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Report recognizes bullying in Japanese boy's suicide; teachers 'too busy' to pay attention

Third-party panel chairman Osamu Hashimoto, right, hands a report on a bullying-suicide case to Gifu Municipal Board of Education superintendent Mineo Hayakawa at a youth community center in the city of Gifu, on Dec. 23, 2019. (Mainichi/Ryusuke Hashimoto)

GIFU -- An investigation report on a 14-year-old boy's suicide in this central Japan city recognized 34 incidents of bullying in a period of about a month and a half leading up to his death, including when his classmates made him kneel down on a bathroom floor.

A third-party panel headed by Osamu Hashimoto, a part-time instructor at Gifu University specializing in education, submitted the report to Mineo Hayakawa, superintendent of the Gifu Municipal Board of Education, on Dec. 23. The board set up the panel after the boy, a third-year student at a municipal junior high school, jumped to his death from an apartment building on July 3. He had left a note at his home suggesting that he had been bullied. The education board requested the panel to give its findings and suggestions on facts surrounding the bullying, responses taken by the school and viable preventive measures.

According to a summary of the report, the panel recognized 34 acts inflicted on the boy between late May and July 3 as bullying, such as forcing him to kneel down on the floor of a bathroom in front of a Japanese-style toilet, slapping him in the face and making him choose between "pay them (the bullies) money, become a punching bag or kneel down every time they saw him." The bullies also demanded he pay them "1,000 yen every month even after they graduate."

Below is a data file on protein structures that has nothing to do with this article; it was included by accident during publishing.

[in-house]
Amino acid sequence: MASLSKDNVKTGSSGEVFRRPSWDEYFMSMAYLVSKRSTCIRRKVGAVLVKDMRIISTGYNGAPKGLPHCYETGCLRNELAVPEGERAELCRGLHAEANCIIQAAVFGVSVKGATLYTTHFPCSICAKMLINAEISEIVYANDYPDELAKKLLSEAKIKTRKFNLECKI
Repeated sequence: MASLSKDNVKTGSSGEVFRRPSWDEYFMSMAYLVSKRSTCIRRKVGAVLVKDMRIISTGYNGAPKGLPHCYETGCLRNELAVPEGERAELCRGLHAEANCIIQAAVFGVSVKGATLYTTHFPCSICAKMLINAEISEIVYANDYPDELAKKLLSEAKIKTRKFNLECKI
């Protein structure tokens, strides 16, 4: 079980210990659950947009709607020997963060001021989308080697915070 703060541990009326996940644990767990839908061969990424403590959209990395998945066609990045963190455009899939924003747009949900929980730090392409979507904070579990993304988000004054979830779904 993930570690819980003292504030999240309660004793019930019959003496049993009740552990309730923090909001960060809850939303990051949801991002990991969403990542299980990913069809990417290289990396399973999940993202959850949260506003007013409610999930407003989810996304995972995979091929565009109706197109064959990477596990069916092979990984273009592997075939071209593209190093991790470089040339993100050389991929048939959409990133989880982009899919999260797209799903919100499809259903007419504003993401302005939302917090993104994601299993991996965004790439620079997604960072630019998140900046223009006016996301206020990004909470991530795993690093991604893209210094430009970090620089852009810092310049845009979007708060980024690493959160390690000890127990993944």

The report also pointed out that a lack of information sharing and cooperation among teachers contributed to an escalation of the bullying, ultimately causing the boy to take his own life.

Panel chairman Hashimoto demanded the education board work on decreasing the excessive workload placed on teachers, telling a news conference that educators are too busy to pay attention to individual students. He also slammed how the school handled the situation regarding the case, saying that it responded to the matter completely out of line with the school's basic anti-bullying policy that it had set up based on Japan's anti-bullying law.

(Japanese original by Ryusuke Takahashi, Gifu Bureau)

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